There is evidence from external sources of some printers whose books have not survived. A Converso, Juan de Lucena, is considered to be the first Hebrew printer in the Iberian peninsula, even though no books survive from his press. Records of the Spanish Inquisition state that he and four of his daughters were accused of printing Hebrew books in the village of Montalban and in Toledo before 1480. In 1485, one of his daughters confessed before the Inquisition that she had helped her father print Hebrew books. “I accuse myself of having been delinquent by helping my father to write in Hebrew with type, which sin I have committed while a girl in my father’s house.” Almost fifty years later, another daughter was condemned to life imprisonment after a similar confession.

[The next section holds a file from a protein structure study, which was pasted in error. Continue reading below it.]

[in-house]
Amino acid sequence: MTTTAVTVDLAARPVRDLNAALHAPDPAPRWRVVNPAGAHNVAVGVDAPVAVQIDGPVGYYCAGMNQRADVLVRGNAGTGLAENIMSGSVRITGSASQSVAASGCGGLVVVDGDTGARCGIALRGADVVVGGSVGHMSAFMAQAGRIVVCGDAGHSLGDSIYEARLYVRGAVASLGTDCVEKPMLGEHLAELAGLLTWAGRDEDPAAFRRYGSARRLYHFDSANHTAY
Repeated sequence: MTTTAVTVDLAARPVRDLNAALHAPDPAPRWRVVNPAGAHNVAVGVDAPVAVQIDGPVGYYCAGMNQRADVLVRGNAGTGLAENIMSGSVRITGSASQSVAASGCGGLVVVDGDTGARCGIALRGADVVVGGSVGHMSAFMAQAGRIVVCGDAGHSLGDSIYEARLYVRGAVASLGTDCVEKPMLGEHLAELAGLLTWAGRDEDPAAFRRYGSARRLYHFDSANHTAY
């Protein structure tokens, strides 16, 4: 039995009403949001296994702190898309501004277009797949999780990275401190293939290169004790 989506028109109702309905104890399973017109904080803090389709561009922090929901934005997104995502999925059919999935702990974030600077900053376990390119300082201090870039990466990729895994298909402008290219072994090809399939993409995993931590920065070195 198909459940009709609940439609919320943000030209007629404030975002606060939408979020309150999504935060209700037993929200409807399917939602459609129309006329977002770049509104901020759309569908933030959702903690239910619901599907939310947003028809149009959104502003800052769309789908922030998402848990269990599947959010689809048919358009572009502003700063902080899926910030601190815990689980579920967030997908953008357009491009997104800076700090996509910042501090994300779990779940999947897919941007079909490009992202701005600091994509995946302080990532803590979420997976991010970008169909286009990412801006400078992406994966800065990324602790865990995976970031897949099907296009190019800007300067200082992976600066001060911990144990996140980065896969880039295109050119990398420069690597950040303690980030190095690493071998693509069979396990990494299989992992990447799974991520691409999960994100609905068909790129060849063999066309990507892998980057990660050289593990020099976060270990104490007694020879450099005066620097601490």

There is no evidence of women being involved in Hebrew printing in most Sephardic lands, even though there were important Hebrew printing centers in Salonika, Fez, Izmir and Adrianople. There was one spectacular exception: Doña Reyna Mendes (c. 1539–1599) in Constantinople. She was the daughter of Doña Gracia Mendes, the famous businesswoman and philanthropist who came to Constantinople in1553, and the wife of Joseph Nasi (1524–1579), advisor to the Sultan and one of the most important men in the Ottoman Empire. Her mother had supported many scholars and had underwritten the printing of Jewish books, but Doña Reyna was the first Jewish woman herself to establish a press which she did not inherit from her husband. When Doña Reyna’s husband died, the authorities confiscated almost all of his wealth. With the remainder she established a press in Belvedere, near Constantinople, and later another press in the Constantinople suburb of Kuru Cesme. She published at least fifteen books, including prayer books and a tractate of the Talmud. A typical title page of her printing press declared: “Printed in the house and with the type of the noble lady of noble lineage Reyna (may she be blessed among women), widow of the Duke, Prince and Noble in Israel, Don Joseph Nasi of blessed memory … near Constantinople, the great city, which is under the rule of the great and mighty Sultan Mohammed.” While she ran the printing press, hers was the only printing press in Constantinople in any language, and thus she had no community of printers or patrons for support. After Doña Reyna’s death in 1599, the press stopped functioning and no further Hebrew books were printed until 1638. The first Turkish book was printed in the city only in 1729.